so I want to tell people my story, because I want other people who don't have a degree who have been on different paths, to know that there are options out there for them that they can change the career if they so wish, if they put the effort in, and it wasn't easy. But you know, I was fortunate I had a lot of time to dedicate, but what I didn't like six months someone could do in a year or 18 months, and then be ready if they're dedicated enough, you know, I had a lot of time due to my, the type of work I did to dedicate and, you know, I'm, I don't have children and things like that. So I didn't have other drawers on my time. And then, as to the other reasons, is, I felt like working with the community got me to where I am now. And helped me find the job that I'm in now that I absolutely love. And I'm fortunate that my job allows me to in work time do community effort, which is fantastic, but even when I wasn't, you know, if I was on my lunch hour, I'd work on my slides and my lunch hour. And then at the end of the day, just before you turn off your computer, you can do a lot with 20 minutes, you know, if you just say at the end of my day, it gets to five o'clock, I'm just going to sit here till half past five, and do a little bit of work on something, you know, and I think if you can just slot A bit like that into your day, you can really recoup a lot of time, you know, some of that time would be like you'd go and make a cup of coffee and stand and stare out the window for a minute, which is good. And sometimes we need that. But I would use that time to work on a talk or something, you know, and I just just do that or I'm very good at getting up. Saturdays, I do nothing. But on a Sunday morning, I'm very good at same right. I've had my day off yesterday, get up on a Sunday morning and then put two hours in to get something done and then take the rest of the day off. And I'm lucky I'm a morning person. So you know, that's no bother and then that's done out of the way so I try to fit in a bit of time like that, that I feel. Community is really important to me because I want I want to welcome all our new people to development people from different backgrounds. I'm a mentor as well so I help not just women I have, I have men and women, mentees just be someone that they can talk to. Because sometimes, if you don't have a friend or a family member who understands development or knowing all the people that you understand development, our work colleagues, you can't always talk freely to them. And sometimes people just need to talk. So, I, when I'm offered my mentoring, to people, it's often it's just someone to listen, who understands software development, who understands how irritating it can be, if someone like, does the wrong, get merge, or merges and screws everything up, I understand and I can relate. And so that's one of the things I like to help people with is just be that person, and especially if they are women. In tech, there's a lot of things that, you know, as a woman, in tech, you have to go through and push through and I want to help women get through that from them learn from my experiences, so that's why I get back to the community. I enjoy it. I like going and speaking at conferences, not at the time, bike, not bike the morning have the talk. Then I'm like, I hate myself. I hate Why did I do this to myself? Why? Why can I can I like get food poisoning at breakfast? Does that work? How quickly can I do that? And all these things go through my head and then I'm like, just just just suck it up buttercup and do it. So I do. Yes. So. But then the rest of it I enjoy once I've done the talk, I'm like, okay, that went better. And I shared some knowledge and people got benefit from it. And yeah, okay, so yeah, that's, that's kind of why I give to community to self flagellate myself.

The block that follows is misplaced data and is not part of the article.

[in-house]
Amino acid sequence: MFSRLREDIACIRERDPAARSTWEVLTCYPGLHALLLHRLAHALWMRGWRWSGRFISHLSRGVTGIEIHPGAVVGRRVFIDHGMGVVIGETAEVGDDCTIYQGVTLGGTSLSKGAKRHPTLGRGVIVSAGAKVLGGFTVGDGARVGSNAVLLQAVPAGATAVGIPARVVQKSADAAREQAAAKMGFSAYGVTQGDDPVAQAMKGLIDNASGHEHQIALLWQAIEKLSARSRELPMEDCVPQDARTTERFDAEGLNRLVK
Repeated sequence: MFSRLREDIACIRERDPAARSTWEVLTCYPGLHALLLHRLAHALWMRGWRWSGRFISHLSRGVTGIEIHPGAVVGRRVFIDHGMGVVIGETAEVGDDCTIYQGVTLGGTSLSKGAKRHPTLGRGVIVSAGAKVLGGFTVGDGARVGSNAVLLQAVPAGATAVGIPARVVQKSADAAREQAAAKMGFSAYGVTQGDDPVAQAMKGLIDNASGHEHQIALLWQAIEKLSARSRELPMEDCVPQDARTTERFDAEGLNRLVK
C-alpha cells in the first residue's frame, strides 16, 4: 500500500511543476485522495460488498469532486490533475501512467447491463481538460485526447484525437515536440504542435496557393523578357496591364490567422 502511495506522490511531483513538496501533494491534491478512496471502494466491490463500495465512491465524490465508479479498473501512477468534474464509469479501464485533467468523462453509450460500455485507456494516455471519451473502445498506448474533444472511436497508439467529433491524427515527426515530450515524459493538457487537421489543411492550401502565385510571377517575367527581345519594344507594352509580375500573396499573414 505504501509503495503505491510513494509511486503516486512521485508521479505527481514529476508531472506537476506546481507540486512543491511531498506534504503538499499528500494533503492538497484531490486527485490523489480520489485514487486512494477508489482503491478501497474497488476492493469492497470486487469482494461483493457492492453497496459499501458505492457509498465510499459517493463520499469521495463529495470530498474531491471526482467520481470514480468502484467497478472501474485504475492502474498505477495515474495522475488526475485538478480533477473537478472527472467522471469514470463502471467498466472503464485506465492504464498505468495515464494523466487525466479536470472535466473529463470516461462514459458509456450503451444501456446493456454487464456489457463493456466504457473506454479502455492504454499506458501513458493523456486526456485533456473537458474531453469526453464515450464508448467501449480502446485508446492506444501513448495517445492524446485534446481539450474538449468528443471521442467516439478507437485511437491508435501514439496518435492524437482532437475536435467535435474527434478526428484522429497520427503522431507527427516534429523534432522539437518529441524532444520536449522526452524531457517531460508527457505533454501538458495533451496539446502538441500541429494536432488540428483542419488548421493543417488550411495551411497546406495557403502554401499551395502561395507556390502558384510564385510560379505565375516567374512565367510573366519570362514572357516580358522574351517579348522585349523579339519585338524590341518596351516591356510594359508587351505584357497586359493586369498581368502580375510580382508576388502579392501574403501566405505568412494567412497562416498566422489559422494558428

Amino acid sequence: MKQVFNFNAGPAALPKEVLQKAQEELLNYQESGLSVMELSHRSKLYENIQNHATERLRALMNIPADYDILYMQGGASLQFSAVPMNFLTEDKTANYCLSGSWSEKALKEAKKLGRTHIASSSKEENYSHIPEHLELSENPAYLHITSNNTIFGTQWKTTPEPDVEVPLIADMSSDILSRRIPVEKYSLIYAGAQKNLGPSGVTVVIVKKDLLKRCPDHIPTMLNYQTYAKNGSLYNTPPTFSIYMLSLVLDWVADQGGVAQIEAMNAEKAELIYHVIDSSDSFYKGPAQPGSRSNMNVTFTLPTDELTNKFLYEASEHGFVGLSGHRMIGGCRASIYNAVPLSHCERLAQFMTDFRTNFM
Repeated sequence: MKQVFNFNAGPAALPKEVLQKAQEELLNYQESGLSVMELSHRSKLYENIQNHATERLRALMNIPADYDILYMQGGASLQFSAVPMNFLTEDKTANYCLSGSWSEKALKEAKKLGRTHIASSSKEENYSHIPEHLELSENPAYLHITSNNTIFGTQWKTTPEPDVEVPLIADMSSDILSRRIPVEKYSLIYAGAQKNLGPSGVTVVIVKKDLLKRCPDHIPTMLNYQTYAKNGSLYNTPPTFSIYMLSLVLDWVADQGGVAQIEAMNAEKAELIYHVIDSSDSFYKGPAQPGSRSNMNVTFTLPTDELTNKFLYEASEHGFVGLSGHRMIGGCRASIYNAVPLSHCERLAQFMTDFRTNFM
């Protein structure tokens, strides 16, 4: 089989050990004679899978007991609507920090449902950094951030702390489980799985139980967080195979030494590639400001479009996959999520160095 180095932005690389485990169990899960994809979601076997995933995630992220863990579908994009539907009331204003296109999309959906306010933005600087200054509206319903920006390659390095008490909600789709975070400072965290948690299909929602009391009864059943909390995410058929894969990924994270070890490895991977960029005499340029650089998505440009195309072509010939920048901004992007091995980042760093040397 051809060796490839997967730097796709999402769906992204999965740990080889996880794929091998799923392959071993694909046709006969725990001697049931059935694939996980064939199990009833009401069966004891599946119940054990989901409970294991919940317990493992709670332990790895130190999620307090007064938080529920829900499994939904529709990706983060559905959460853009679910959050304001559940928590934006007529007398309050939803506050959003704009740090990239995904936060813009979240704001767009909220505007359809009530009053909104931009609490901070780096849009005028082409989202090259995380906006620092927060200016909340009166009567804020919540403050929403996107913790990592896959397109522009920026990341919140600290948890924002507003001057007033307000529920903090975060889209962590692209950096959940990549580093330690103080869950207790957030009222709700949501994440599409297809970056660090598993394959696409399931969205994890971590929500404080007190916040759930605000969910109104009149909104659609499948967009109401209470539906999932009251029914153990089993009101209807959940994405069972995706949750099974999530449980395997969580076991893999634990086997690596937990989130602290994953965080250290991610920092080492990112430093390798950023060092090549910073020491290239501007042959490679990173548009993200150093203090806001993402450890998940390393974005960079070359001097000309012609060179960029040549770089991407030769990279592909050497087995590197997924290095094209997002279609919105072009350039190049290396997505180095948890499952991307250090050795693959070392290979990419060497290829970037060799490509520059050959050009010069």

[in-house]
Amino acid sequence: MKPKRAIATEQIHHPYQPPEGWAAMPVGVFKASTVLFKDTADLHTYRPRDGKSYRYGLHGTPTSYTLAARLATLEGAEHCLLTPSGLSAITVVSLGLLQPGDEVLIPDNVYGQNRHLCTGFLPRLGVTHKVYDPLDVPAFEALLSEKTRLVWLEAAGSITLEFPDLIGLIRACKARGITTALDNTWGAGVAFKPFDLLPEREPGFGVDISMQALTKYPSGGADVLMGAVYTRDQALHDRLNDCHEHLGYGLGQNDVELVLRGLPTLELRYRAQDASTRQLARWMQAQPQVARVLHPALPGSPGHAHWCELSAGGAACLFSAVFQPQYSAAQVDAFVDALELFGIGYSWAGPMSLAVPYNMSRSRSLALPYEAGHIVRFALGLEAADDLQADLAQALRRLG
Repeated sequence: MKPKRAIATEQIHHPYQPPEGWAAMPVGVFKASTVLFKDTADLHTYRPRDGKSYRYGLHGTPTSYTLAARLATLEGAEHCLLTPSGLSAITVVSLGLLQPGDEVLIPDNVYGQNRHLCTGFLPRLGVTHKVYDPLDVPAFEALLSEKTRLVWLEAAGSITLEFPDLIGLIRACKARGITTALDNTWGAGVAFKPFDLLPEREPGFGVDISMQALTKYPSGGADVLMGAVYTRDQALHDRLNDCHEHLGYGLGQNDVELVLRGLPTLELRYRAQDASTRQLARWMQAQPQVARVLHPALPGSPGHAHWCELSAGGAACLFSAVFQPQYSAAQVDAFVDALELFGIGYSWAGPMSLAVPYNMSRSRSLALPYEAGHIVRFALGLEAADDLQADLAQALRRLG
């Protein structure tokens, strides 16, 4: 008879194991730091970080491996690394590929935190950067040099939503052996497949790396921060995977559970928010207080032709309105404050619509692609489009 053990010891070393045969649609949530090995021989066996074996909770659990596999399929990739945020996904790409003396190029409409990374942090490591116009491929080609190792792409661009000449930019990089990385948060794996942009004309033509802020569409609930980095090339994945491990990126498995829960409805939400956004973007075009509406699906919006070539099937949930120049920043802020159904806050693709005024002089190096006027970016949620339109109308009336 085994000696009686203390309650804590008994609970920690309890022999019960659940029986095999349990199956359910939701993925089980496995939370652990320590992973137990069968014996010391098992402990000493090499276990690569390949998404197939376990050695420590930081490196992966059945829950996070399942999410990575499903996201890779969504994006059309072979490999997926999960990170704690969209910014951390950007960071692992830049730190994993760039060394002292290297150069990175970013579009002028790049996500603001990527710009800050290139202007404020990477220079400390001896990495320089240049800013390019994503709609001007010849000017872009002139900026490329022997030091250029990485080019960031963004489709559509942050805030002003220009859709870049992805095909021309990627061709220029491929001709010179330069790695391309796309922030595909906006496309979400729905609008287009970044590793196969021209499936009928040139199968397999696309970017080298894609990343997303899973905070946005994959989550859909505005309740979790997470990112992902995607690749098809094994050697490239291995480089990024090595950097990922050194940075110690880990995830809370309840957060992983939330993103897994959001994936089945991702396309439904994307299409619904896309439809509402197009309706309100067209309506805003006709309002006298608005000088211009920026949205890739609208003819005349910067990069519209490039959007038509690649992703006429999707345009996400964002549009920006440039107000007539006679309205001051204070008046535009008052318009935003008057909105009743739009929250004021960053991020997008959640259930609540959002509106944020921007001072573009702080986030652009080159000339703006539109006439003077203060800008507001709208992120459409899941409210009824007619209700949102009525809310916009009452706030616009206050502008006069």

Tim Bourguignon 41:48